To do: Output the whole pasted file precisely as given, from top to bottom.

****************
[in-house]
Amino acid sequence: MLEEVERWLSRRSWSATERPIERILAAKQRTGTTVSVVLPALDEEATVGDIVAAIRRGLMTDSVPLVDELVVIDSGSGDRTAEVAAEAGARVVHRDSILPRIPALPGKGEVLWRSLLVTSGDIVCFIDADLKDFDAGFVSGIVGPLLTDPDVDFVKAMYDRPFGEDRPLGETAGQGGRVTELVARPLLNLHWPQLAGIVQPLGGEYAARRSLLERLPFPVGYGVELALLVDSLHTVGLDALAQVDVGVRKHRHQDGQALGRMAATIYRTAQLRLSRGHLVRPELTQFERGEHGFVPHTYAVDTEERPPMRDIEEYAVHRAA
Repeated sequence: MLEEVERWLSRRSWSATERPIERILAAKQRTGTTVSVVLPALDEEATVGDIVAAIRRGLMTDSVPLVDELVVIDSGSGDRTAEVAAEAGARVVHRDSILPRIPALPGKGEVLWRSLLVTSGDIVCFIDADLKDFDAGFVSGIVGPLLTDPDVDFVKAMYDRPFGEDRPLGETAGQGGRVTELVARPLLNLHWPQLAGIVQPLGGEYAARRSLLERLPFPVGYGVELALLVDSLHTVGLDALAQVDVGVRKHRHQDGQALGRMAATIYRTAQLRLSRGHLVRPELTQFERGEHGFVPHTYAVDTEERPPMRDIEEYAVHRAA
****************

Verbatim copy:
[in-house]
Amino acid sequence: MLEEVERWLSRRSWSATERPIERILAAKQRTGTTVSVVLPALDEEATVGDIVAAIRRGLMTDSVPLVDELVVIDSGSGDRTAEVAAEAGARVVHRDSILPRIPALPGKGEVLWRSLLVTSGDIVCFIDADLKDFDAGFVSGIVGPLLTDPDVDFVKAMYDRPFGEDRPLGETAGQGGRVTELVARPLLNLHWPQLAGIVQPLGGEYAARRSLLERLPFPVGYGVELALLVDSLHTVGLDALAQVDVGVRKHRHQDGQALGRMAATIYRTAQLRLSRGHLVRPELTQFERGEHGFVPHTYAVDTEERPPMRDIEEYAVHRAA
Repeated sequence: MLEEVERWLSRRSWSATERPIERILAAKQRTGTTVSVVLPALDEEATVGDIVAAIRRGLMTDSVPLVDELVVIDSGSGDRTAEVAAEAGARVVHRDSILPRIPALPGKGEVLWRSLLVTSGDIVCFIDADLKDFDAGFVSGIVGPLLTDPDVDFVKAMYDRPFGEDRPLGETAGQGGRVTELVARPLLNLHWPQLAGIVQPLGGEYAARRSLLERLPFPVGYGVELALLVDSLHTVGLDALAQVDVGVRKHRHQDGQALGRMAATIYRTAQLRLSRGHLVRPELTQFERGEHGFVPHTYAVDTEERPPMRDIEEYAVHRAA